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Assessing risk in engineering, work and life
Assessing risk in engineering, work and life

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The Buncefield oil storage depot

In 2005, there was a large explosion and fire at an oil storage depot near Hemel Hempstead, UK. This is how the incident was described in a report from the Health and Safety Executive:

On the night of Saturday 10 December 2005, Tank 912 at the Hertfordshire Oil Storage Limited (HOSL) part of the Buncefield oil storage depot was filling with petrol. The tank had two forms of level control: a gauge that enabled the employees to monitor the filling operation; and an independent high-level switch (IHLS) which was meant to close down operations automatically if the tank was overfilled. The first gauge stuck and the IHLS was inoperable – there was therefore no means to alert the control room staff that the tank was filling to dangerous levels. Eventually large quantities of petrol overflowed from the top of the tank. A vapour cloud formed which ignited causing a massive explosion and a fire that lasted five days [Figure 7].

(HSE, 2011, p. 4)
Described image
Figure 7 The Buncefield oil storage depot accident

The HSE report goes on to comment (emphasis added):

Failures of design and maintenance in both overfill protection systems and liquid containment systems were the technical causes of the initial explosion and the seepage of pollutants to the environment in its aftermath. However, underlying these immediate failings lay root causes based in broader management failings:

  • Management systems in place at HOSL relating to tank filling were both deficient and not properly followed, despite the fact that the systems were independently audited.
  • Pressures on staff had been increasing before the incident. The site was fed by three pipelines, two of which control room staff had little control over in terms of flow rates and timing of receipt. This meant that staff did not have sufficient information easily available to them to manage precisely the storage of incoming fuel.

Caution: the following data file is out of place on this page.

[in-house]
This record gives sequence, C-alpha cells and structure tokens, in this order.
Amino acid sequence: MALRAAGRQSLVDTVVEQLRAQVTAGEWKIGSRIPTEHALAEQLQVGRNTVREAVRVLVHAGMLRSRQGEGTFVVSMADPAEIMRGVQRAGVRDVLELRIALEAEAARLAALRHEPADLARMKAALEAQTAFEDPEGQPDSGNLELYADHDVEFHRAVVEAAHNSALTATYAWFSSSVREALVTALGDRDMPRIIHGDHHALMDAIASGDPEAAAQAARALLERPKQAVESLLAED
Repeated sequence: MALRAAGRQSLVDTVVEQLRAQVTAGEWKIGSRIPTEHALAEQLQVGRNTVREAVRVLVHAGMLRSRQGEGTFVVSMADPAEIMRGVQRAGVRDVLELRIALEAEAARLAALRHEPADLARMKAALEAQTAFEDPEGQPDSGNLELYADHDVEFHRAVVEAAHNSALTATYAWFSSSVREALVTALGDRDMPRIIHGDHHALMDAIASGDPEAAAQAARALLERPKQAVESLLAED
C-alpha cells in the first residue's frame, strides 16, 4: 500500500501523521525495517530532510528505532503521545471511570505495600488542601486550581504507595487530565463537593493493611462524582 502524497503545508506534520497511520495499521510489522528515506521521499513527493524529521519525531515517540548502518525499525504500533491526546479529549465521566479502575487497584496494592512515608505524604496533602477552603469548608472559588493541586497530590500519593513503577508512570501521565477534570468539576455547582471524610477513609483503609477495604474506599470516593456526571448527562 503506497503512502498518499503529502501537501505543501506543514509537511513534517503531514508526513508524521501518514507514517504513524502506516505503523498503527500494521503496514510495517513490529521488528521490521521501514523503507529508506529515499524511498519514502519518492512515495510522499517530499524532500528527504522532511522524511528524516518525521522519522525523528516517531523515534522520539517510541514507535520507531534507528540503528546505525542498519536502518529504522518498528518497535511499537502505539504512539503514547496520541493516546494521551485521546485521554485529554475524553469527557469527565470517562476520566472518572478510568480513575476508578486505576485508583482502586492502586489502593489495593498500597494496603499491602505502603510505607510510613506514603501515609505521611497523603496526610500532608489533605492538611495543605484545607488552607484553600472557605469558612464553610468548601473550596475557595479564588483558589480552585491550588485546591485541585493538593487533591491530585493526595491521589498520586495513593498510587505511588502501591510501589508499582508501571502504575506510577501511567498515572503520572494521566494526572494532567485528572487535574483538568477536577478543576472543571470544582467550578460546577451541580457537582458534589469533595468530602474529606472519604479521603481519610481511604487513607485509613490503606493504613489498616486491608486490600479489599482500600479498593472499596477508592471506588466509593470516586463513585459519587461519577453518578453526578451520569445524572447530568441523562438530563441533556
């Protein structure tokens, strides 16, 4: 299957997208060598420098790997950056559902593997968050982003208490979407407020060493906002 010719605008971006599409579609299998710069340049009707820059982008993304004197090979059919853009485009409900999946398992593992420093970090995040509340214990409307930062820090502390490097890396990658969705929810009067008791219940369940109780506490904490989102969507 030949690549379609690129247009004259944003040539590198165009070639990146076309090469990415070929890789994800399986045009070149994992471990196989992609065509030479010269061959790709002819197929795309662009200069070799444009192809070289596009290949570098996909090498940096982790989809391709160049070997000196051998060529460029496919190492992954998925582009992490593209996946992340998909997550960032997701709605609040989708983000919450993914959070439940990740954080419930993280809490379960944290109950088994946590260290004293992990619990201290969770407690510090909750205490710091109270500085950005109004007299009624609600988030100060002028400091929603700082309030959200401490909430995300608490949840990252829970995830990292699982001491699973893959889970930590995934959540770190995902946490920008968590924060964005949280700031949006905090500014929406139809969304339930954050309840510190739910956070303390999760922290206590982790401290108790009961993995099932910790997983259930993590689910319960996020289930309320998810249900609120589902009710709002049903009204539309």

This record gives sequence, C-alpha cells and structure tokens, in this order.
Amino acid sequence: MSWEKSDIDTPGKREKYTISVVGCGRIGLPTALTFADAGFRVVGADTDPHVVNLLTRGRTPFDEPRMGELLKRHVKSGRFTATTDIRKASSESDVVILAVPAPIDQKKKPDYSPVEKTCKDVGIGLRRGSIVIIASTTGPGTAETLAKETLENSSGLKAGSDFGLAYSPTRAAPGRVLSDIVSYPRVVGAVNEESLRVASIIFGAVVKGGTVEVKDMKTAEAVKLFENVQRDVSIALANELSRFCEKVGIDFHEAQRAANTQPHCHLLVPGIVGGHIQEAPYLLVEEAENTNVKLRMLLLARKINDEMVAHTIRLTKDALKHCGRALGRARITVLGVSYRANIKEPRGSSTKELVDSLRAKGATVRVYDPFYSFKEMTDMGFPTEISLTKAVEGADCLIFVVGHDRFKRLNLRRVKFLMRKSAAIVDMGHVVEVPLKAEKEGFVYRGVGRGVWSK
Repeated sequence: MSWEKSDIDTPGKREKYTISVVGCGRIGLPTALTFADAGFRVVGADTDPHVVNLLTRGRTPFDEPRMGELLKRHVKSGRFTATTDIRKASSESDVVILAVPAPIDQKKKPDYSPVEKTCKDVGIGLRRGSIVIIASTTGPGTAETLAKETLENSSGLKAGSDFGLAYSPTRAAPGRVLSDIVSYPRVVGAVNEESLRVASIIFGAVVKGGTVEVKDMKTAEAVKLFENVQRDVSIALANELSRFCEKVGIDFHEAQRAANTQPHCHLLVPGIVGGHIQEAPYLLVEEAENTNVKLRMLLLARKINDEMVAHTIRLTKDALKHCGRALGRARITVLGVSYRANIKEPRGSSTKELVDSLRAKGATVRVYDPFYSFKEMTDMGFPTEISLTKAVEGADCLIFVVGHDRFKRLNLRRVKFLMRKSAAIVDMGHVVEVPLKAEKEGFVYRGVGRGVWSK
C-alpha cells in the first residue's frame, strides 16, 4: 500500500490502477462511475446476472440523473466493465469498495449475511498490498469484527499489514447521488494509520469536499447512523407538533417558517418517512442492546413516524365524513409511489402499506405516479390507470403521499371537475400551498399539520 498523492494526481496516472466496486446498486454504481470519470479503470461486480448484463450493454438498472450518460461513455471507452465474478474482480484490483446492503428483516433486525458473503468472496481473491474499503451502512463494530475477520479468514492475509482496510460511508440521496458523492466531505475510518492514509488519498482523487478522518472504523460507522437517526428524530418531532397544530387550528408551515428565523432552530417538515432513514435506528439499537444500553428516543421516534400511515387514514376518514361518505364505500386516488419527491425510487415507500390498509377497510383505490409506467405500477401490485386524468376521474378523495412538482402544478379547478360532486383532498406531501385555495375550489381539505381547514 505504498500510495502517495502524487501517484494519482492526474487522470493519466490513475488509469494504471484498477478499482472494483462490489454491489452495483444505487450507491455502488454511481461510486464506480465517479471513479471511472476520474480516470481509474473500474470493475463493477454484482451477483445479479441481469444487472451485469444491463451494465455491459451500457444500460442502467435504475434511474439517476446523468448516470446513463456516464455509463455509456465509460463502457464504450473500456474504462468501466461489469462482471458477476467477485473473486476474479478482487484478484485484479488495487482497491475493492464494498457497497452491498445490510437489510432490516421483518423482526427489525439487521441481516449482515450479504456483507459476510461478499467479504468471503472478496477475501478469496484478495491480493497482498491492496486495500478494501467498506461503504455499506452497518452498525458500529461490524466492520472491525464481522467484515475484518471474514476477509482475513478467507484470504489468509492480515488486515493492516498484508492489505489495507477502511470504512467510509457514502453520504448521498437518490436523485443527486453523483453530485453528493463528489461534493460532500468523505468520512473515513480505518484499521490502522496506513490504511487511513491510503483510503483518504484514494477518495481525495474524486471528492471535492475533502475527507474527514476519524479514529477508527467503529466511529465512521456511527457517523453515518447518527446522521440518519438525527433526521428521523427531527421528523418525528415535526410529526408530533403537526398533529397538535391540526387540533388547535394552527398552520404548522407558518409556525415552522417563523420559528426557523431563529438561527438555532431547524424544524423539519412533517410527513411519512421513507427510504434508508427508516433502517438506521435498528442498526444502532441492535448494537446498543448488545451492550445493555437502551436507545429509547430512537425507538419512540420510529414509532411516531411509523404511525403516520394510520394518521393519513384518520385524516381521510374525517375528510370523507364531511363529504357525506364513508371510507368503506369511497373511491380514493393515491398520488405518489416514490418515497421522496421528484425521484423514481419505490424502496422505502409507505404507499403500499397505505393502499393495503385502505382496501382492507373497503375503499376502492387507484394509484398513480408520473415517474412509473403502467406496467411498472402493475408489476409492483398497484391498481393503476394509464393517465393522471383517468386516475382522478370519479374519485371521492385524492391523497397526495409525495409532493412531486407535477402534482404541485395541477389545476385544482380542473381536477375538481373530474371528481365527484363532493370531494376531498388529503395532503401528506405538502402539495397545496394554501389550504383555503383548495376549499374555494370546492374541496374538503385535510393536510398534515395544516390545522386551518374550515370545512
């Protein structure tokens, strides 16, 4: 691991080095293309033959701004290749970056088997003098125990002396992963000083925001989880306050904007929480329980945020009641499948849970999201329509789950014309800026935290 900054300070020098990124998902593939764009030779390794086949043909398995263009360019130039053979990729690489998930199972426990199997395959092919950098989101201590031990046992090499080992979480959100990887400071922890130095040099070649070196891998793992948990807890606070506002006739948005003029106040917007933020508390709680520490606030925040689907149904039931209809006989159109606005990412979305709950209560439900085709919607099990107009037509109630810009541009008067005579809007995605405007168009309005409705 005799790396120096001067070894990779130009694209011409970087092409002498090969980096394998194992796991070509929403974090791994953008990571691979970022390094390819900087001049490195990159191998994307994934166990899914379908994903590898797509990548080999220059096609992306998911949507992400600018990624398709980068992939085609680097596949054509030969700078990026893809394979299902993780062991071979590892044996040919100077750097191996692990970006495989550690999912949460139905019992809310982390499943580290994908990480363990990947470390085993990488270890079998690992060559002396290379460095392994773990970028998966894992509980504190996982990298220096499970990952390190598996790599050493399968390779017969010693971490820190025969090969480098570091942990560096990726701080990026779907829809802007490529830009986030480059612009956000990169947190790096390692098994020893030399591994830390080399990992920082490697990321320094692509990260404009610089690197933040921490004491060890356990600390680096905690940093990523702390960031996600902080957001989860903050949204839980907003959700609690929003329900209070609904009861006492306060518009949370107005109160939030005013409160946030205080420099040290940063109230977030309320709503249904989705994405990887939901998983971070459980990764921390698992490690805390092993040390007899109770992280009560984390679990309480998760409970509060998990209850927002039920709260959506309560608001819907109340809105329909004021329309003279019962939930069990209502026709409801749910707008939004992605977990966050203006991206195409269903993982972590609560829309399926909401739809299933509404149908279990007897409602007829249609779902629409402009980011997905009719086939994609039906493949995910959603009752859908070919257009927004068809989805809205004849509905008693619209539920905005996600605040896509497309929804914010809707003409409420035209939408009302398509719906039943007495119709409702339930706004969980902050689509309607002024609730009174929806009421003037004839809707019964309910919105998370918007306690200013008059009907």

• Throughput had increased at the site. This put more pressure on site management and staff and further degraded their ability to monitor the receipt and storage of fuel. The pressure on staff was made worse by a lack of engineering support from Head Office.
(HSE, 2011, p. 4)

As the case study clearly shows, the Buncefield incident had multiple causes that illustrate the domino effect well. There was a lack of management, there were technical issues, other human factors were present, and they coincided in a chain of events that led to the largest explosion in peacetime Europe. Some of the issues were engineering problems – faulty switches and gauges – but their interaction with operators, and the management of technical equipment, was equally important in determining the cause(s) of the incident.

Whatever view of the causal structure of incidents is taken, the aim should be to look beyond the obvious cause and identify more fundamental ways of eliminating the hazard or reducing the risks by looking at multiple causes and their interactions. Figure 8 puts this into context.

Starting from the accident result at the bottom of the figure, notice that an accident resulting in personal injury or property damage, for example, may be attributed to an unplanned release of energy or material, as discussed previously. However, the root cause of the incident can be human error or management failure, through aspects such as lack of training or supervision.

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Figure 8 Causes of incidents